Drill, Baby, Drill!
Once the network is secure, the backups are in place, and the employees are trained, it’s time to have a preparedness drill. Like a fire drill or any other type of emergency simulation, this kind of participatory event can do wonders for getting everyone up to speed and working together.
Once the drill is completed, the entire operation can be assessed to see what worked and what didn’t. Steps can then be taken to fix any weak links and another drill could be scheduled.
Repeat as regularly as possible so the procedures are as fixed in everyone’s mind in much the same way they are trained to save lives.
Ransomware is a very real, menacing, and debilitating threat that is attacking hospitals, medical offices, and other healthcare facilities at an alarming rate. Because of the vulnerabilities of the new EMR systems, relative inexperience of staff, and the incapacitating ability of these attacks, many hospitals have capitulated and paid the ransom.
But paying the ransom is not only a dangerous precedent, it’s also not a guarantee they haven’t completely compromised your system; because of the interconnectivities with other hospitals and networks, you are also possibly exposing others to breaches.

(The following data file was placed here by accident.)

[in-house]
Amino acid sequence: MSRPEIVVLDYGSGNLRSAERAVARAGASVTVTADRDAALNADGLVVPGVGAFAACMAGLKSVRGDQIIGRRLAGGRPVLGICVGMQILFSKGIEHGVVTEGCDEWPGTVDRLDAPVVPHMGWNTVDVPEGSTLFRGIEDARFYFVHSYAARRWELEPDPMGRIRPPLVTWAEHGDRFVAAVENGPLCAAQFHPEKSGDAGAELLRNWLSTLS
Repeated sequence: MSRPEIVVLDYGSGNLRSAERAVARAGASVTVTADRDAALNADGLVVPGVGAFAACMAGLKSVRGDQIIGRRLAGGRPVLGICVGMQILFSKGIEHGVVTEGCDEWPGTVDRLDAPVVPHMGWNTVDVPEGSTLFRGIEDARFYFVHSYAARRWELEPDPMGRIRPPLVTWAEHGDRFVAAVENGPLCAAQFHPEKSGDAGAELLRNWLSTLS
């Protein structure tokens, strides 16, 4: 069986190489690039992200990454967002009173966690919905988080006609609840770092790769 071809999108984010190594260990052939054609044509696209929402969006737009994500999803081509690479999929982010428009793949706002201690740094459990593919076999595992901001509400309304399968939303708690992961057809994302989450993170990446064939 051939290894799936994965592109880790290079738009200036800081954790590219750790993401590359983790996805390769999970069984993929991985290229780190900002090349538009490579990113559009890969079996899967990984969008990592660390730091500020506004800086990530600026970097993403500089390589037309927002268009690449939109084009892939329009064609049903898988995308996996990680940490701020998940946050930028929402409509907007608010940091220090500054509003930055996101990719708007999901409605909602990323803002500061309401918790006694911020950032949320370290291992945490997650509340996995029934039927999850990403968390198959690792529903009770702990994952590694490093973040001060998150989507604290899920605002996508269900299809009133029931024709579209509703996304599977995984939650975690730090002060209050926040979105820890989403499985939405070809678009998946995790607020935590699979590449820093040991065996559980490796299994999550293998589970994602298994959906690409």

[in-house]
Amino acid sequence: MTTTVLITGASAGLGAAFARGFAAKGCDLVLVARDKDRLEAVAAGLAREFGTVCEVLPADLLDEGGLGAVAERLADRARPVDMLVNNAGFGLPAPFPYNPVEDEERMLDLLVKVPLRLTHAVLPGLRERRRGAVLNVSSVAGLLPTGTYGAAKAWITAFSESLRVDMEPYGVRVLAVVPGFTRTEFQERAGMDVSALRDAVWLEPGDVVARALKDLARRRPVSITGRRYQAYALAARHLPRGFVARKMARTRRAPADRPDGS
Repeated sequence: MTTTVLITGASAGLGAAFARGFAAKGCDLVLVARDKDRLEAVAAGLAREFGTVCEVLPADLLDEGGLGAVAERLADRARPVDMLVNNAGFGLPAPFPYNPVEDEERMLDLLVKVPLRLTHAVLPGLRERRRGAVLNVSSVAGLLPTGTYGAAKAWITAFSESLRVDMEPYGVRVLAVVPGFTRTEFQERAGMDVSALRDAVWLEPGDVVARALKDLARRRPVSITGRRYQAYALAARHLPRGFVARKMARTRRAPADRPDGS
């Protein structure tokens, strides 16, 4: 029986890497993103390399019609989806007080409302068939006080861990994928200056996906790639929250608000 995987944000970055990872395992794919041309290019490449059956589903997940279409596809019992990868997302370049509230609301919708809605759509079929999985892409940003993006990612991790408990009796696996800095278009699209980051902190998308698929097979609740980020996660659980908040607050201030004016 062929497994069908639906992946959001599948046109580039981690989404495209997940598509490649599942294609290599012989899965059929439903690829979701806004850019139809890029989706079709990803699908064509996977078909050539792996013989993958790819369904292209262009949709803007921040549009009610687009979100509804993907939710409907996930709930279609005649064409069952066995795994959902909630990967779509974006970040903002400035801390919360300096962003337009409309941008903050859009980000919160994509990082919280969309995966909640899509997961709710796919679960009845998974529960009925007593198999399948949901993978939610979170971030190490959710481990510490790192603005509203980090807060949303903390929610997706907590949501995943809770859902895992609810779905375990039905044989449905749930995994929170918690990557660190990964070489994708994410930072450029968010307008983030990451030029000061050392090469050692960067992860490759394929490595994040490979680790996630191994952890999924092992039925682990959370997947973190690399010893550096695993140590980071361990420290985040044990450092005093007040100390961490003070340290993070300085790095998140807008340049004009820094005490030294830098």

Therefore, it is crucial that you and your organization take a number of steps towards preventing ransomware attacks from being successful. While some of the burden is on IT to ensure that as many safeguards are up to date and in place, such as backups, firewalls, and email filters, the bottom line is that everyone from the CEO to the front desk needs to be aware and educated.
We’ve outlined many best practices for your review in this article, including introducing SecurityIQ PhishSim phishing simulator and AwareED training. Other critical tools include HIPAA compliance software and the 20 steps outlined by CIS. It would also be advisable to consult with a security analyst firm to make sure you are as safe as possible.
Signage, regular staff communication, and ransomware drills round out our list of suggested education and awareness methods. With all these in place, you and your employees will be fully prepared if and when you are attacked.